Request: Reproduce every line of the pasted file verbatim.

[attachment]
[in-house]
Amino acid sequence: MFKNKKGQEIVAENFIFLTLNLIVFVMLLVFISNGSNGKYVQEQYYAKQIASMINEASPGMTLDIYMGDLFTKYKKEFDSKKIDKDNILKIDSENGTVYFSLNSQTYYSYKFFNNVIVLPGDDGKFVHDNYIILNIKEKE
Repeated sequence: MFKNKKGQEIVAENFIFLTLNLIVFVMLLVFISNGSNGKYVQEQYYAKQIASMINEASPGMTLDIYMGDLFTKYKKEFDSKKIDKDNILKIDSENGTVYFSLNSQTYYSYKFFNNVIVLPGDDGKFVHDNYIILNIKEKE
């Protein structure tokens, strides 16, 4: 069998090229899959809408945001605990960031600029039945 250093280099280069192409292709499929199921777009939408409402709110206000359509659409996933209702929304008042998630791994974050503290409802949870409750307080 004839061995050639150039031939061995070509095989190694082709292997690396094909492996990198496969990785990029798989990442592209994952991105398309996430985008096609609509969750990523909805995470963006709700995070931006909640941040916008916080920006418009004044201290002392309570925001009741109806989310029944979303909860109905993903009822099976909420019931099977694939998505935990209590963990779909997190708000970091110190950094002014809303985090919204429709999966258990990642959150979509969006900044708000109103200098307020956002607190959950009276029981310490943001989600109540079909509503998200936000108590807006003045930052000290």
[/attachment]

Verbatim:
[in-house]
Amino acid sequence: MFKNKKGQEIVAENFIFLTLNLIVFVMLLVFISNGSNGKYVQEQYYAKQIASMINEASPGMTLDIYMGDLFTKYKKEFDSKKIDKDNILKIDSENGTVYFSLNSQTYYSYKFFNNVIVLPGDDGKFVHDNYIILNIKEKE
Repeated sequence: MFKNKKGQEIVAENFIFLTLNLIVFVMLLVFISNGSNGKYVQEQYYAKQIASMINEASPGMTLDIYMGDLFTKYKKEFDSKKIDKDNILKIDSENGTVYFSLNSQTYYSYKFFNNVIVLPGDDGKFVHDNYIILNIKEKE
């Protein structure tokens, strides 16, 4: 069998090229899959809408945001605990960031600029039945 250093280099280069192409292709499929199921777009939408409402709110206000359509659409996933209702929304008042998630791994974050503290409802949870409750307080 004839061995050639150039031939061995070509095989190694082709292997690396094909492996990198496969990785990029798989990442592209994952991105398309996430985008096609609509969750990523909805995470963006709700995070931006909640941040916008916080920006418009004044201290002392309570925001009741109806989310029944979303909860109905993903009822099976909420019931099977694939998505935990209590963990779909997190708000970091110190950094002014809303985090919204429709999966258990990642959150979509969006900044708000109103200098307020956002607190959950009276029981310490943001989600109540079909509503998200936000108590807006003045930052000290």